The sheriff’s captain said she didn’t want the murder suspect to know law officers were on to him when they pulled him over for thumbprints and a photo.

So the Florida official told a deputy to pretend he was making a traffic stop based on race, audio shows.

“We want it to look like you’re the grumpy old man,” a woman, whom the Monroe County Sheriff’s Office confirmed to be Capt. Penny Phelps, says in a recording now made public. “You have nothing better to do than, you’re the white supremacist, you’re messing with the black guy who’s riding his bike.”

The sheriff’s office, located in the Florida Keys, quickly took Phelps off the murder case last month and opened an internal investigation after receiving multiple allegations of misconduct, spokesman Adam Linhardt said. Last week, it also removed Phelps as commander of the major crimes and narcotics units, according to documents shared by the agency.

Deception is widely accepted as a valuable and often legal tool for criminal investigators. Police officers routinely go undercover to get incriminating statements, and judges have upheld confessions induced in part by false information. The Supreme Court has stated that “stealth and strategy” are “necessary weapons” for officers.

But critics were leery of Phelps’s willingness to play into documented racism and racial profiling among some members of law enforcement — from “driving while black” stops to offensive social media posts that have sown mistrust.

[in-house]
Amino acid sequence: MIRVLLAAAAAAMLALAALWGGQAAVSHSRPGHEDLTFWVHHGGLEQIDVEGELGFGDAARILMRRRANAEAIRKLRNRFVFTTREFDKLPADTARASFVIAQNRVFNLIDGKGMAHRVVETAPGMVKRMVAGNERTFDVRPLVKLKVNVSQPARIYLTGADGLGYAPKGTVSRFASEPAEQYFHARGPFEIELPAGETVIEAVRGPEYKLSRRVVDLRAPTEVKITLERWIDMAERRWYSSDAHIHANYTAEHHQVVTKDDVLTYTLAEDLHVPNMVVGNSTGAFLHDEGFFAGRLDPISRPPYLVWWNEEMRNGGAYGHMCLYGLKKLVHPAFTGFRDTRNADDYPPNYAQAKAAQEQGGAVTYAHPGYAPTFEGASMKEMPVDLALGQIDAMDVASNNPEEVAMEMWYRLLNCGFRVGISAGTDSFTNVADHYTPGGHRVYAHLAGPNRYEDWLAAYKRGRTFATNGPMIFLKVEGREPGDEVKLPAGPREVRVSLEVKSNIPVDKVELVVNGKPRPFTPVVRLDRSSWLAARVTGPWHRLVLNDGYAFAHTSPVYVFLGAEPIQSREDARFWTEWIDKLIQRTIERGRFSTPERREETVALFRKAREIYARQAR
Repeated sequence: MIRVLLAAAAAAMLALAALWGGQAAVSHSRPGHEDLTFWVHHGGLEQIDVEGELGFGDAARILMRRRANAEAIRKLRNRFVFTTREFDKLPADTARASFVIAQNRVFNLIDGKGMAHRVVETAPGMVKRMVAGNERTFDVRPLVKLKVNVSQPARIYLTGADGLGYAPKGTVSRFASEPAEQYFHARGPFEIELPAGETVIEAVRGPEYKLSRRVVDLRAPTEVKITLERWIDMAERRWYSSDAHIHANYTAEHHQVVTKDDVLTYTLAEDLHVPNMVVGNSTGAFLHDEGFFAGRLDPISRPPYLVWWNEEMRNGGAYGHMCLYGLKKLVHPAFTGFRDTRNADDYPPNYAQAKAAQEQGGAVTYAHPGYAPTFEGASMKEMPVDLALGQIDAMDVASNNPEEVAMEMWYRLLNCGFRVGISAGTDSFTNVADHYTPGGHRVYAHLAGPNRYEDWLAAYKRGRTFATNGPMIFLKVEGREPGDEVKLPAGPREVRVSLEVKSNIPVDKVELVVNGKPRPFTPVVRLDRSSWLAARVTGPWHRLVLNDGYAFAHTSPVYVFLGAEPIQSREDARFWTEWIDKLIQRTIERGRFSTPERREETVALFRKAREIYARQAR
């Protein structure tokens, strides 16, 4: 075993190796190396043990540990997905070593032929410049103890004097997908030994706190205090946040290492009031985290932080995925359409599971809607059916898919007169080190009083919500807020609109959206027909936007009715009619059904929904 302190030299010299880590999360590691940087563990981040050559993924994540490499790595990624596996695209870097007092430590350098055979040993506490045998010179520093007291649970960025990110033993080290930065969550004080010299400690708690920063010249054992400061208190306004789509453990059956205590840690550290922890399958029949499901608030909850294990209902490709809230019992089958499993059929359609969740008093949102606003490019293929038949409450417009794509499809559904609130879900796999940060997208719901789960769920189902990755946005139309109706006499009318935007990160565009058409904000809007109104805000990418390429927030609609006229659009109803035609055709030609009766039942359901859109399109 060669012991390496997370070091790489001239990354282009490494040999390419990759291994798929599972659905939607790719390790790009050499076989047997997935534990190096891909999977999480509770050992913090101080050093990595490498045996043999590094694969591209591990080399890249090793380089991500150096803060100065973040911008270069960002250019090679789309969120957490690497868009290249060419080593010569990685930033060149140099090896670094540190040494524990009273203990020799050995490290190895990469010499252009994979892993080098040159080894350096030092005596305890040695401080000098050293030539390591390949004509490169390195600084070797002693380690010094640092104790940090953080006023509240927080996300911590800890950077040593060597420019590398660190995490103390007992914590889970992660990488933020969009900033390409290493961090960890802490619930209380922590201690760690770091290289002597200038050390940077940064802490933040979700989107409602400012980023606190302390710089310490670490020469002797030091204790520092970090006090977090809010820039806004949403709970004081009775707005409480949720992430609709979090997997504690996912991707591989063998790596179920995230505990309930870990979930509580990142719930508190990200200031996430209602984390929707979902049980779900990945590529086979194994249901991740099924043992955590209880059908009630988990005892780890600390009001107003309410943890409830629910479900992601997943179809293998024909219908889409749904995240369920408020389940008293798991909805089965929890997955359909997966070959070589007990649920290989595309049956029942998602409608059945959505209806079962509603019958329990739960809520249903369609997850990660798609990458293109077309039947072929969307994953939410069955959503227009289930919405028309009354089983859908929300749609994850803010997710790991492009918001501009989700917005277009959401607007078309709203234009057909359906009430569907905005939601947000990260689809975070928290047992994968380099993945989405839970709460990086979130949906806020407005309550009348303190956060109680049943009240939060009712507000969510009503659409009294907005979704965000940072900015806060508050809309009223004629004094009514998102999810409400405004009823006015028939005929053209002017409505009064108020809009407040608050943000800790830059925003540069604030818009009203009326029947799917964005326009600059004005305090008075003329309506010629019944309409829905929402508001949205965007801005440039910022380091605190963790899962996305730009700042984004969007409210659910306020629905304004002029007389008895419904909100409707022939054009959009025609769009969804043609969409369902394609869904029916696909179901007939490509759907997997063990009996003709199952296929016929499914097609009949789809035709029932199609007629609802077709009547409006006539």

Ronnie Dunn, a professor at Cleveland State University who studies policing, said he understands why some may see Phelps’s advice as another example of police misleading a suspect to solve a crime. A green light for an officer to project discrimination, though, strikes him as unethical.

“We already know that that’s a charge that has a lot of validity to it, in a lot of areas in this country,” said Dunn, who also serves as Cleveland State’s chief diversity and inclusion officer.

Phelps said in an email that she is prohibited by law from commenting on issues under investigation.

Likewise, Linhardt said the sheriff’s office is legally unable to speak about many details of an ongoing case. He declined to say whether Phelps’s instructions were followed, what penalties she could face or what other complaints were lodged against the captain, who has spent nearly two decades with the agency.

Officials say they have yet to determine whether Phelps violated policy and have made no change to her annual salary of about $110,000. They have not said why the sheriff’s office moved just recently to strip her of her command position.

They emphasized, though, that they are taking concerns seriously.

“Without regard to any specific case, rest assured that I will not tolerate discrimination or any misconduct by Sheriff’s Office members, particularly misconduct that diminishes the trust our community has in this office,” Sheriff Rick Ramsay said in a statement. “When such matters are brought to my attention, I will address them in the appropriate and transparent way that you have come to expect from me.”